Merchandising Well, And How ‘The Dirty Data Problem’ Gets In The Way
Username: Name: Membership: Unknown Status: Unknown Private: FALSE
We’ve conducted a benchmark report on the “state of merchandising” every year since our start way back in 2007. We ask what retailers think about their performance, we ask about how they are changing their internal processes, and we ask about which technologies they are budgeting for.
But we also ask what the roadblocks to “better” merchandising are, and in the year 2023, dirty data is public enemy #1.
Figure 1: A Messy Situation
Source: RSR Research, January 2023
Data purity is often ranks high on the list of what is preventing progress, across different RSR benchmark reports. For example, in our latest research around the next generation of Key Performance Indicators, dirty data was listed not only as a top inhibitor, but also as a top operational challenge. Indeed, the only thing ranked higher in that report was that specific data are too often siloed in the operational systems that produce them.
But one of the most important findings from that report – which was intended to show the new ways retailers are measuring the efficacy of their myriad efforts in an often-times frenetic new marketplace – was the following:
The better a retailer is already doing, the more likely they are to have virtually every decision-making member of their enterprise make those decisions based primarily on data. This is undeniable proof of why Winners win. With the exception of merchandising decisions (where gutfeel still plays a vital and somewhat artistic role, particularly in fashion), Retail Winners go where the data tells them to go. They trust it – and they are reaping the benefits of that trust at the sales till.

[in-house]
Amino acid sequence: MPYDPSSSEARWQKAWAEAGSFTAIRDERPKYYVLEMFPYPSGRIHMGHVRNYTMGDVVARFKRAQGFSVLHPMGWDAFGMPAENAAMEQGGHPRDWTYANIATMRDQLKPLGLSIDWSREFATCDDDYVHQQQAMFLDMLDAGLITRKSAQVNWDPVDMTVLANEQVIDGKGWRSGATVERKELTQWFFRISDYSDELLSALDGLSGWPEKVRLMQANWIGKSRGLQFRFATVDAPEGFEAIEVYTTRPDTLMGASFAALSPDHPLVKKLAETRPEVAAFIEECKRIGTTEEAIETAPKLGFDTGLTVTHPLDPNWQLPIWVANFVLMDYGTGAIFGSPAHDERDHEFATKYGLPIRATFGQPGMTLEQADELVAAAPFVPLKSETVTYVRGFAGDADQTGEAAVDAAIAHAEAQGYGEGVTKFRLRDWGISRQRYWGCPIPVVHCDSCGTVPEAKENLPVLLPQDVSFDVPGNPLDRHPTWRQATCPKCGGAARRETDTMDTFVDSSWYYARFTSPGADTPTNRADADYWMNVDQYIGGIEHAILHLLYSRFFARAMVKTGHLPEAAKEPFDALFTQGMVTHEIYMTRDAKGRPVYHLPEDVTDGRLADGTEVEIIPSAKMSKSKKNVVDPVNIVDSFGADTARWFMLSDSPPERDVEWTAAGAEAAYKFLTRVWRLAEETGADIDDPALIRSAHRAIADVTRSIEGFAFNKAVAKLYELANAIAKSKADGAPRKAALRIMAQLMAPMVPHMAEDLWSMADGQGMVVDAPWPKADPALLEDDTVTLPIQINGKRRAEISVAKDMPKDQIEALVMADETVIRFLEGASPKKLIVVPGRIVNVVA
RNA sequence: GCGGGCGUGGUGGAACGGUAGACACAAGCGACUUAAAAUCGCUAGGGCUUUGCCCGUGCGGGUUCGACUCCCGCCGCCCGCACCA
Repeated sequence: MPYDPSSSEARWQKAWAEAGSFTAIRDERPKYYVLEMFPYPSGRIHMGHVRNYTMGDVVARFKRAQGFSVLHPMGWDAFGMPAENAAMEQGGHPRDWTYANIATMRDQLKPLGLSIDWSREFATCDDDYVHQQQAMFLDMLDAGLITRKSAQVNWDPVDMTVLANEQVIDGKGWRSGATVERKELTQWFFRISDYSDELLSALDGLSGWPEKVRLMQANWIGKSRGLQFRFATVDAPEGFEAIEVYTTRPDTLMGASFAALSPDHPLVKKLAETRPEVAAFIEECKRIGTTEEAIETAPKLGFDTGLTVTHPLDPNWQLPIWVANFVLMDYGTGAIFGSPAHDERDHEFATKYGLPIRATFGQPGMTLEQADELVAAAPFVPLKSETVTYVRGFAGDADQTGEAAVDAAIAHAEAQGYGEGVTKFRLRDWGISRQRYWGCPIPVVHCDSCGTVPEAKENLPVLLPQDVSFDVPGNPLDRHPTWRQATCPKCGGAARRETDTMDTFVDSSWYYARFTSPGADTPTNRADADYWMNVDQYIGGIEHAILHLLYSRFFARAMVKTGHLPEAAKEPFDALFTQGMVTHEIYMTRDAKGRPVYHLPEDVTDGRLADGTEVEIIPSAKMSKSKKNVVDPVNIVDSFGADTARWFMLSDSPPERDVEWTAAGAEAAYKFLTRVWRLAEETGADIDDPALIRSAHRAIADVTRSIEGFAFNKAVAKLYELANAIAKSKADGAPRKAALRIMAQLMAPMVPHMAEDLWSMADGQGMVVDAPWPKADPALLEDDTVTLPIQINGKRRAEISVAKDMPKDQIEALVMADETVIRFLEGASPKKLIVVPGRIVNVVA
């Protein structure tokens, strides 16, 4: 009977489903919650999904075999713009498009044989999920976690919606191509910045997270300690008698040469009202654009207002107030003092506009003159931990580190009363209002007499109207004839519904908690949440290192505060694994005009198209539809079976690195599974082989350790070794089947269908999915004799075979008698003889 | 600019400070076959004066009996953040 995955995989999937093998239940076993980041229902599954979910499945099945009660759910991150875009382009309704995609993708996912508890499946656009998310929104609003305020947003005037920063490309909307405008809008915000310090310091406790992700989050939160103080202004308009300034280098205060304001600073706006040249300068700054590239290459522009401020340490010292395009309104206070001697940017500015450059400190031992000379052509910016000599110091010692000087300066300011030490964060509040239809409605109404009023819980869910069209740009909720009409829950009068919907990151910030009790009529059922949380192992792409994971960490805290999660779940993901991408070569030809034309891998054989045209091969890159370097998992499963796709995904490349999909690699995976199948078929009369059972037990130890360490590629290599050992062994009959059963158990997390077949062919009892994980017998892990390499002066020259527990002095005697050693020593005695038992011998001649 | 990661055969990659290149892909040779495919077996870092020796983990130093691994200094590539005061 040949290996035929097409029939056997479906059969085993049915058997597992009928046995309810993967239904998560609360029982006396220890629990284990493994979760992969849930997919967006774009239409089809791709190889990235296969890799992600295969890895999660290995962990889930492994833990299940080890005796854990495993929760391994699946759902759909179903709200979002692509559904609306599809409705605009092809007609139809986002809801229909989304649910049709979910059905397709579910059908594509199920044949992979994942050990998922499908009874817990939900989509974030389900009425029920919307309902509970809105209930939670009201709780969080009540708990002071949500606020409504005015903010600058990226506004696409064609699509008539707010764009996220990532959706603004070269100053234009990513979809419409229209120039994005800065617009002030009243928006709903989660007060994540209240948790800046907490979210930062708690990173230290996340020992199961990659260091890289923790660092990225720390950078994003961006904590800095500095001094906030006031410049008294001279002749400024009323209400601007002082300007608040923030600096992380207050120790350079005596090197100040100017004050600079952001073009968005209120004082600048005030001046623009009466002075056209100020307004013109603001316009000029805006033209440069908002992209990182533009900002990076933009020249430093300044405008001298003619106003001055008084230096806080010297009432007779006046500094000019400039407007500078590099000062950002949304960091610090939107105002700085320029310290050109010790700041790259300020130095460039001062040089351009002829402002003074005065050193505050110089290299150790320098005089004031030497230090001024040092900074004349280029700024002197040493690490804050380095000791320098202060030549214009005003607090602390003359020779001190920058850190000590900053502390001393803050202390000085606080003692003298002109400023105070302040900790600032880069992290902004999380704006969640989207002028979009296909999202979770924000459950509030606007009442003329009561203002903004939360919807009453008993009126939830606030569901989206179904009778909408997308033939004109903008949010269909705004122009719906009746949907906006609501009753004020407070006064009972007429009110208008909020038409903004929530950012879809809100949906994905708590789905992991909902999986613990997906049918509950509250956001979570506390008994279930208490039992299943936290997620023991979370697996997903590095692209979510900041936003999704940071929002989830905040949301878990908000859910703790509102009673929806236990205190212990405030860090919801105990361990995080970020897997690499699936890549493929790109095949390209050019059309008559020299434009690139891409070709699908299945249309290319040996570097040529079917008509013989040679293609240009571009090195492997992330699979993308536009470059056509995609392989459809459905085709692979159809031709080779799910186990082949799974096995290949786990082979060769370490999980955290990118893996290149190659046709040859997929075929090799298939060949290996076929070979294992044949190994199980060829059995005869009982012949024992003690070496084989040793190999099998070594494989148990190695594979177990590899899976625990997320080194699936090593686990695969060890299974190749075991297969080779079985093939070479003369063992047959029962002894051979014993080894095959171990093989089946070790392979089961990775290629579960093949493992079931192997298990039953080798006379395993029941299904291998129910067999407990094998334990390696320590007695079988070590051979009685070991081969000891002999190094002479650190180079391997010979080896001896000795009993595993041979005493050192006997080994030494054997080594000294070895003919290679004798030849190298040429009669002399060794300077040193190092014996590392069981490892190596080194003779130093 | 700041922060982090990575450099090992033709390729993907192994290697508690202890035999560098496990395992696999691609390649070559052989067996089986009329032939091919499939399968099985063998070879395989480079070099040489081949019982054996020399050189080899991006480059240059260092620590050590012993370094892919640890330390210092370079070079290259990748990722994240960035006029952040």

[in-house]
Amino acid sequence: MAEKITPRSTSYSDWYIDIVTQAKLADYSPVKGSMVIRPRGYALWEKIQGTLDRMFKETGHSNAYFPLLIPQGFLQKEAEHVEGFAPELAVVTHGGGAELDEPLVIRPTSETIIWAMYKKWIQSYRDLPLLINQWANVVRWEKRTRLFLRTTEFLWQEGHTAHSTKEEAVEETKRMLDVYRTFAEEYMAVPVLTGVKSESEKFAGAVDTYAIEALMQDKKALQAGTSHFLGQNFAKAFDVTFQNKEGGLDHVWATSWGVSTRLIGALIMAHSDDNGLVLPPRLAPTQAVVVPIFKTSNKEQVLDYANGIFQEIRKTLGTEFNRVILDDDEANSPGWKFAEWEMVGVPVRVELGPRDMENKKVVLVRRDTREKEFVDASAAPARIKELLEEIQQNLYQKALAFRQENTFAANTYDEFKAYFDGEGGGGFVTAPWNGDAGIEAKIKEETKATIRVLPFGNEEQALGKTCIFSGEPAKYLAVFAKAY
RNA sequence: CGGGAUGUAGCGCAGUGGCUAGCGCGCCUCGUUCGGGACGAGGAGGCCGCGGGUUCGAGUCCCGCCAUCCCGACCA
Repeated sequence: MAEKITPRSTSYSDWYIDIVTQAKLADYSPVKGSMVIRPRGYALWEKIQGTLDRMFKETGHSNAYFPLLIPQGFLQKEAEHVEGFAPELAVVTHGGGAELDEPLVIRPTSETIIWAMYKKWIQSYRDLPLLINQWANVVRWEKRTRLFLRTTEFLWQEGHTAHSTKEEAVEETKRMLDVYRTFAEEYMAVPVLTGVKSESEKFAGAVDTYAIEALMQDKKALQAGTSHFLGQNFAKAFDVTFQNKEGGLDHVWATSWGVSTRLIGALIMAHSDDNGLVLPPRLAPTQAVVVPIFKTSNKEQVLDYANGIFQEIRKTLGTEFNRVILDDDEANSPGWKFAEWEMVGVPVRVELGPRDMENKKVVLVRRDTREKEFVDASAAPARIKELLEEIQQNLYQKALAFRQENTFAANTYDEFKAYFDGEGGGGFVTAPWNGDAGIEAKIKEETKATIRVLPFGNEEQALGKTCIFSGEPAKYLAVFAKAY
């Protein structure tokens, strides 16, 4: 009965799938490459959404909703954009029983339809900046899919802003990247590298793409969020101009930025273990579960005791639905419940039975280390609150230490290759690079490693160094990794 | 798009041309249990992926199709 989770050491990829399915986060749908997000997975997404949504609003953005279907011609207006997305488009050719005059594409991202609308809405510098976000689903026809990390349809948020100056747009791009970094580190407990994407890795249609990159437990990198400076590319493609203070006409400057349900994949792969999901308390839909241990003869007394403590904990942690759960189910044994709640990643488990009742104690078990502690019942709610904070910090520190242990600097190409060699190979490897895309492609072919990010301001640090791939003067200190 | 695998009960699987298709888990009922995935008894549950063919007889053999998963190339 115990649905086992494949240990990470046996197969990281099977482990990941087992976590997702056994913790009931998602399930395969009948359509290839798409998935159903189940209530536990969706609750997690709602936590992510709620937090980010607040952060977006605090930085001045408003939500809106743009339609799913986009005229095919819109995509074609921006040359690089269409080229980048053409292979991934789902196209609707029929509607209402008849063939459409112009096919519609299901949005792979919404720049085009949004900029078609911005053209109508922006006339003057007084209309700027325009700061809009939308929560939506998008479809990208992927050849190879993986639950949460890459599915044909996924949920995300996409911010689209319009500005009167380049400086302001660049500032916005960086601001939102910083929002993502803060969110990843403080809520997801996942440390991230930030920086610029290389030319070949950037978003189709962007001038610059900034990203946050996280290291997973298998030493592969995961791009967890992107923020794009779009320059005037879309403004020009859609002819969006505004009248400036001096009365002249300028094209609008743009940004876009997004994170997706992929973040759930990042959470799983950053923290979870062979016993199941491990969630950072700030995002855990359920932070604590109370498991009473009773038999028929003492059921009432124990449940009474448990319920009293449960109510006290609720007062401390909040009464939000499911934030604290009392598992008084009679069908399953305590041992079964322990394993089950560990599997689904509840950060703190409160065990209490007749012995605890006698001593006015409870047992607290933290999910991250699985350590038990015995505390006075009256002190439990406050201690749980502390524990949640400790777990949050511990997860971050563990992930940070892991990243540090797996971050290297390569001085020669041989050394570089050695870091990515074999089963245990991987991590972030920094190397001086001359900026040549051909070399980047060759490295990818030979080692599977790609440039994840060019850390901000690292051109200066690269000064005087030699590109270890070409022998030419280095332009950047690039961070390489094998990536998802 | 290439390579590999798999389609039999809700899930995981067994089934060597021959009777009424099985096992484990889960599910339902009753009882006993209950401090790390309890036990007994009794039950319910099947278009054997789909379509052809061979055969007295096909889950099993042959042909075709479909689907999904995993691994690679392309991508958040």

What the data in the figure above shows us is that maybe Merchandising is not the exception. Merchandising may still require more “art”’ than other areas of the business (IT, Finance, or Marketing, for example), but in an age where more decisions are being fueled by actionable intelligence, it is still very important. It’s nearly impossible to make informed decisions about what to sell if a retailer cannot trust its current inventory data, its current pricing data, or virtually any data coming from its current selling systems. This is the messy situation in which retailers find themselves.
How To Break The Cycle?
With such a difficult data situation at hand, how are retailers expected to proceed? We asked them what they think is the best way out of this current quagmire, and as Figure 2 shows, they overwhelmingly support whole-scale organizational restructuring.
Figure 2: The Way Out?
Source: RSR Research, January 2023
Integrated merchandising teams have, for some time now, been a key objective for many of the retailers we engage with. The idea of having cross-functional consortiums of experts from marketing, merchandising, supply chain, finance, and the selling channels lend their expertise to the merchandise planning would help eliminate much of the possibility for error. The problem, of course, is that getting inter-departmental cooperation is inherently very difficult to achieve.
To achieve such collaboration requires an executive vision which decrees – and incentivizes – people to work together. Natural human tendencies to be possessive and protective of one’s own work are at odds with such collaboration, as are the structures that frequently exist within most retailers’ operations.
We would argue that in the age of Amazon.com, the immediacy associated with the global pandemic – and the dramatic changes in consumer shopper behaviors that resulted – is greater than ever. Retailers need to find ways to break down these siloes and achieve much a greater degree of collaboration in the merchandising efforts of their day-to-day business.
We invite all to read the full report here.